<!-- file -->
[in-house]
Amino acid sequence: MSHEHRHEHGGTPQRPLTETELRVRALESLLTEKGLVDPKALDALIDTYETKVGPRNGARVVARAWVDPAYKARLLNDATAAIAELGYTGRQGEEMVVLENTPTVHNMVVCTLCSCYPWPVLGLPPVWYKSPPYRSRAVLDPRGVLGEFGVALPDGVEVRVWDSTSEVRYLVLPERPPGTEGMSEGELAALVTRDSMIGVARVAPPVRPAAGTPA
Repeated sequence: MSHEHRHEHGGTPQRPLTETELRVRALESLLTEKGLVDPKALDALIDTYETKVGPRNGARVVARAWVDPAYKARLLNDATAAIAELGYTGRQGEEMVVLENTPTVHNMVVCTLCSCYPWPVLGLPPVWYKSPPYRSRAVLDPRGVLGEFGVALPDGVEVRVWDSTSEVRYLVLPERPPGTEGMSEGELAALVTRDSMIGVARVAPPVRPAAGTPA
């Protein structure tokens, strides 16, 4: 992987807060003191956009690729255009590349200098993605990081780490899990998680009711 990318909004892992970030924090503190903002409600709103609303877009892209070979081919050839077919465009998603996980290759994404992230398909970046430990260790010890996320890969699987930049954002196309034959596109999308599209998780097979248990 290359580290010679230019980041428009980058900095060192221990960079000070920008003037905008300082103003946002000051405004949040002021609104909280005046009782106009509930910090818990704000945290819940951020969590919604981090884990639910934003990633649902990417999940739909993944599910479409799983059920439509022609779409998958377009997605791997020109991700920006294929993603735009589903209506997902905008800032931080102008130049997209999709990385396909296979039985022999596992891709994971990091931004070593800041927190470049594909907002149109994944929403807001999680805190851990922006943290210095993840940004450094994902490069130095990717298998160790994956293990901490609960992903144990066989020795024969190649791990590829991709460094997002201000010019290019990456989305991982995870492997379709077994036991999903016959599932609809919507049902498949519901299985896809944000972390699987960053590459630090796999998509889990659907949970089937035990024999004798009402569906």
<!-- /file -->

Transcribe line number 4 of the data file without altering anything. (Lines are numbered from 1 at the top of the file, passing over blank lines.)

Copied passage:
């Protein structure tokens, strides 16, 4: 992987807060003191956009690729255009590349200098993605990081780490899990998680009711 990318909004892992970030924090503190903002409600709103609303877009892209070979081919050839077919465009998603996980290759994404992230398909970046430990260790010890996320890969699987930049954002196309034959596109999308599209998780097979248990 290359580290010679230019980041428009980058900095060192221990960079000070920008003037905008300082103003946002000051405004949040002021609104909280005046009782106009509930910090818990704000945290819940951020969590919604981090884990639910934003990633649902990417999940739909993944599910479409799983059920439509022609779409998958377009997605791997020109991700920006294929993603735009589903209506997902905008800032931080102008130049997209999709990385396909296979039985022999596992891709994971990091931004070593800041927190470049594909907002149109994944929403807001999680805190851990922006943290210095993840940004450094994902490069130095990717298998160790994956293990901490609960992903144990066989020795024969190649791990590829991709460094997002201000010019290019990456989305991982995870492997379709077994036991999903016959599932609809919507049902498949519901299985896809944000972390699987960053590459630090796999998509889990659907949970089937035990024999004798009402569906």